Press Trust of India ThiruvananthapuramSeptember 9, 2019UPDATED: September 9, 2019 19:24 IST Shubman Gill roared back to form with a gritty fifty against South Africa A. (BCCI Photo)HIGHLIGHTSShubman Gill was back in form with an unbeaten 66 after bowlers set the platformIndia A had won the five-match ODI series against South Africa A 4-1India A were in command reaching 129 for 2 at stumpsYoung Shubman Gill was back in form with an unbeaten 66 after bowlers set the platform, dismissing the visiting side for 164 on the first day of the ‘Unofficial’ Test here on Monday.Gill, who has been an opener for Punjab in the longer format, played out Lungi Ngidi’s (1/18 in 6 overs) first spell as he faced 108 balls, hitting nine fours and a six as India A were in command reaching 129 for 2 at stumps.With India looking out for an opener who can replace an out-of-form KL Rahul, a big inning from Gill will put him in contention alongside Abhimanyu Easwaran and Priyank Panchal.The youngster had two steady partnerships — 48 for the opening wicket with Ruturaj Gaikwad (30) and 56 for the second wicket with Ricky Bhui (26).This was after the bowling attack performed admirably demolishing the South Africans for a meager score in 51.5 overs.Pacer Shardul Thakur (3 for 29) and off-spinner Krishnappa Gowtham (3 for 64) were the picks of the bowlers. Left-arm spinner Shahbaz Nadeem was steady as ever (2/37).After being drubbed 1-4 in the five-match ODI series, South Africa ‘A’ would have hoped for a change in fortunes, but it was a tough day for them.Sent in to bat by the host, the visiting side was jolted early when senior team opener Aiden Markram was caught behind by wicketkeeper Kona Bharat off Mohammed Siraj in the first over of the match.After Siraj got the prized scalp of Markram, Thakur took over, dismissing the other opener Pieter Malan (0), Khayelihle Zondo (6) and the dangerous Heinrich Klaasen (0).advertisementWith South Africa ‘A’ tottering at 22 for 5 and the host bowlers being on target, Markram’s side looked in danger of being bundled out for a double-digit score.Some late resistance from young paceman Marco Jansen (45 not out, 69 balls, 4 fours, 2 sixes) and spinner Dane Piedt (33, 45 balls, 6 fours) helped them cross the 150-run mark.Brief scores (at end of day 1): South Africa ‘A’: 164 all out in 51.5 overs (Marco Jansen 45 not out, Dane Piedt 33, Shardul Thakur 3/29, K Gowtham 3/64).India ‘A’ 129 for 2 in 38 overs (Shubman Gill 66 batting, Rituraj Gaikwad 30, Ricky Bhui 26).Also See:For sports news, updates, live scores and cricket fixtures, log on to indiatoday.in/sports. Like us on Facebook or follow us on Twitter for Sports news, scores and updates.Get real-time alerts and all the news on your phone with the all-new India Today app. Download from Post your comment Do You Like This Story? Awesome! Now share the story Too bad. Tell us what you didn’t like in the comments Posted bySaurabh Kumar Tags :Follow India AFollow South Africa A India A vs South Africa A 1st Test: Shubman Gill hits unbeaten 66 after India A bowlers skittle out SA for 164India A bowlers put in a spirited performance to bowl out South Africa A for a meagre 164 on the first day of the ‘Unofficial’ Test.advertisement Next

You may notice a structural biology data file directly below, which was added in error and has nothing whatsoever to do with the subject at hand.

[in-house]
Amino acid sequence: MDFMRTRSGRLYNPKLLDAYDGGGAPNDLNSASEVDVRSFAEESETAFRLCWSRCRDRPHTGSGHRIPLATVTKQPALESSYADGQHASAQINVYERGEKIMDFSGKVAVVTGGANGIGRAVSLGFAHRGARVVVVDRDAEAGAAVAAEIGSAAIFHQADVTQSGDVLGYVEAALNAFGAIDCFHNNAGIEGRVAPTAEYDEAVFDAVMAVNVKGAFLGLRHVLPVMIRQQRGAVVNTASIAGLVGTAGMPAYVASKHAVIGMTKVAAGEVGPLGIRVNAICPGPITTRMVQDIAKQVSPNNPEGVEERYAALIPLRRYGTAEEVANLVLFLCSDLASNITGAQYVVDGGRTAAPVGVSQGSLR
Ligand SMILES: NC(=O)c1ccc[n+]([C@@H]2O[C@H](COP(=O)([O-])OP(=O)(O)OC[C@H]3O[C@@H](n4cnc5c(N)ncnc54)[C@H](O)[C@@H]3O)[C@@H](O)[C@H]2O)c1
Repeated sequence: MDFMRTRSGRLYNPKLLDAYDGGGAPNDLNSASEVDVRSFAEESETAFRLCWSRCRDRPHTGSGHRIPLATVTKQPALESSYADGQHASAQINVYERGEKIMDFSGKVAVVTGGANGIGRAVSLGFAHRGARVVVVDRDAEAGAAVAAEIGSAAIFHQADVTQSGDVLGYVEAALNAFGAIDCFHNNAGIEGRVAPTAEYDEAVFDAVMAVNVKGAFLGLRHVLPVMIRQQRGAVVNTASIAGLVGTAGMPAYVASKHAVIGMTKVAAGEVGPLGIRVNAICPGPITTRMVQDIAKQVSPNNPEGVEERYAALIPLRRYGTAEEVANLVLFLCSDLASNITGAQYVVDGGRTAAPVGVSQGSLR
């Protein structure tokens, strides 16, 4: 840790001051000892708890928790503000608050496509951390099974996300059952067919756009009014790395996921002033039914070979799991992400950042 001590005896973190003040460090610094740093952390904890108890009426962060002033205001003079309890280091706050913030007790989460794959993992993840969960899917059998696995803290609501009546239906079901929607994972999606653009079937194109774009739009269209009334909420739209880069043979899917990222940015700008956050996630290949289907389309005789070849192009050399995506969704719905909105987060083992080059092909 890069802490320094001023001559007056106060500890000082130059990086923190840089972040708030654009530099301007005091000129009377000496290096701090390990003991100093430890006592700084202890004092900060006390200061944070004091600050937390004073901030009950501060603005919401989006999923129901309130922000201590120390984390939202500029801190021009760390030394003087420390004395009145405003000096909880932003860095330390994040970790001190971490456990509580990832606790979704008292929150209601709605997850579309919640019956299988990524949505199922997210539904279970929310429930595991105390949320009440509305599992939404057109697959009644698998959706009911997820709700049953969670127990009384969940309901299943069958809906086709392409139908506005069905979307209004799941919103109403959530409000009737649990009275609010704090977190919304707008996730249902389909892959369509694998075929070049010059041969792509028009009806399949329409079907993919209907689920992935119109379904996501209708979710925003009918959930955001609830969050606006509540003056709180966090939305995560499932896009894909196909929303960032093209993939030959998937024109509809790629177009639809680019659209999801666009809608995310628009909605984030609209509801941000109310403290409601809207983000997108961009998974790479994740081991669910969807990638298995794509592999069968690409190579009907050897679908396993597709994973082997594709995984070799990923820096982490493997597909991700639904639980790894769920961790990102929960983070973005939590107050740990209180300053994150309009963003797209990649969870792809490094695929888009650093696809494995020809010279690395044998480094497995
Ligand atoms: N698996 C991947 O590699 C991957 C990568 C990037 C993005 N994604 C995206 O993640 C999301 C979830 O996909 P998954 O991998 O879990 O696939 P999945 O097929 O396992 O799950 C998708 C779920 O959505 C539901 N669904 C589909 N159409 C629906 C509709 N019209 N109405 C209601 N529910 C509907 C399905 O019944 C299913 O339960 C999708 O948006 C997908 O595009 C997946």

by Paul Wiseman And Josh Boak, The Associated Press Posted Mar 30, 2017 11:40 am MDT Last Updated Mar 30, 2017 at 6:40 pm MDT AddThis Sharing ButtonsShare to TwitterTwitterShare to FacebookFacebookShare to RedditRedditShare to 電子郵件Email Vague trade plan after Trump’s tough talk WASHINGTON – The Trump administration has submitted a vague set of guidelines to Congress for renegotiating the North American Free Trade Agreement with Mexico and Canada, disappointing those who wanted a major overhaul of a decades-old trade deal that Trump described as “disaster” during the presidential campaign.In an eight-page draft letter to Congress, acting U.S. Trade Rep. Stephen Vaughn wrote that the administration intends to start talking with Mexico and Canada about making changes to the pact, which took effect in 1994. Trump and other critics blame the agreement for wiping out U.S. manufacturing jobs because it allowed companies to move factories to Mexico to take advantage of low-wage labour.The letter spells out few details and sticks with broad principles. But it appears to keep much of the existing agreement in place, including private tribunals that allow companies to challenge national laws on the grounds that they inhibit trade — a provision that critics say allows companies to get around environmental and labour laws.The draft also contains some provisions that were part of the Trans-Pacific Partnership, a 12-country Asia-Pacific trade agreement negotiated by the Obama administration but rejected by Trump for possibly hurting U.S. workers.“We’ve got a long ways to go,” said Ohio Democratic Sen. Sherrod Brown. “President Trump made big promises to working people in Ohio, and I’m ready to work with him to deliver on those promises or hold him accountable if he doesn’t.”Commerce Secretary Wilbur Ross confirmed in an interview on CNBC that the draft letter had come from the administration. He told CNBC that the administration wants to update how products qualify for tariff-free status, noting that some auto parts made outside the United States, Canada and Mexico can now qualify for this special status due to the agreement’s outdated rules.“It is a backdoor way for non-NAFTA goods to take advantage of NAFTA,” Ross said.But not everyone viewed the draft letter as protecting workers.NAFTA critic Lori Wallach, director of the left-leaning Public Citizen’s Global Trade Watch, called the letter “a punch in the face.”If it represents the president’s plan for a revamped NAFTA, she said, “he will have broken his campaign promises to make NAFTA better for working Americans and have a deal that cannot get a majority in Congress.”But Gary Hufbauer, a senior fellow at the Peterson Institute for International Economics, which advocates free trade, said the letter leaves open the possibility that the Trump administration can take a tougher position once talks with Canada and Mexico begin.“The language is soft. It’s very diplomatic,” he said. “But it does have the potential of being an umbrella for very hard-hitting demands.”For instance, the letter said the president wants to revamp rules on government contracts to allow the U.S. government to insist that U.S. contractors do more to “buy American” while nudging the Mexican and Canadian governments to buy more U.S. products, too.Texas Republican Rep. Will Hurd, whose district runs more than 800 miles along the border with Mexico, welcomed administration calls for NAFTA to be updated to reflect the rise of e-commerce in the years since the pact was negotiated. The U.S. will seek commitments from Mexico and Canada not to impose customs duties on digital products.Criticizing NAFTA was a winner on the campaign trail. But many U.S. manufacturers have built complicated supply chains that cross NAFTA borders and worry that a rewrite of the deal will disrupt their operations. The letter states that a goal of new talks is to boost manufacturers’ profits “within the trading bloc.”U.S. farmers also have enjoyed increased access to the Mexican market through NAFTA, a benefit an amended agreement would look to expand.The vague draft may reflect a Trump administration still figuring out its trade priorities.Outside of the president’s own fiery rhetoric, congressional staffers have said it’s unclear precisely which administration officials are setting the agenda on trade.There is Commerce Secretary Wilbur Ross, a billionaire investor whom Trump has hailed as a “killer” negotiator.But the president also created the National Trade Council led by the economist Peter Navarro, who has talked up border taxes in hopes of bringing factory jobs back into the United States.And then there is Robert Lighthizer, the lawyer awaiting Senate confirmation as U.S. trade representative, the post officially responsible for leading talks about a new pact.White House spokesman Sean Spicer declined to discuss the draft until Lighthizer is in place.“Our goal is to get Robert Lighthizer appointed as the next ambassador and U.S. trade representative,” Spicer said.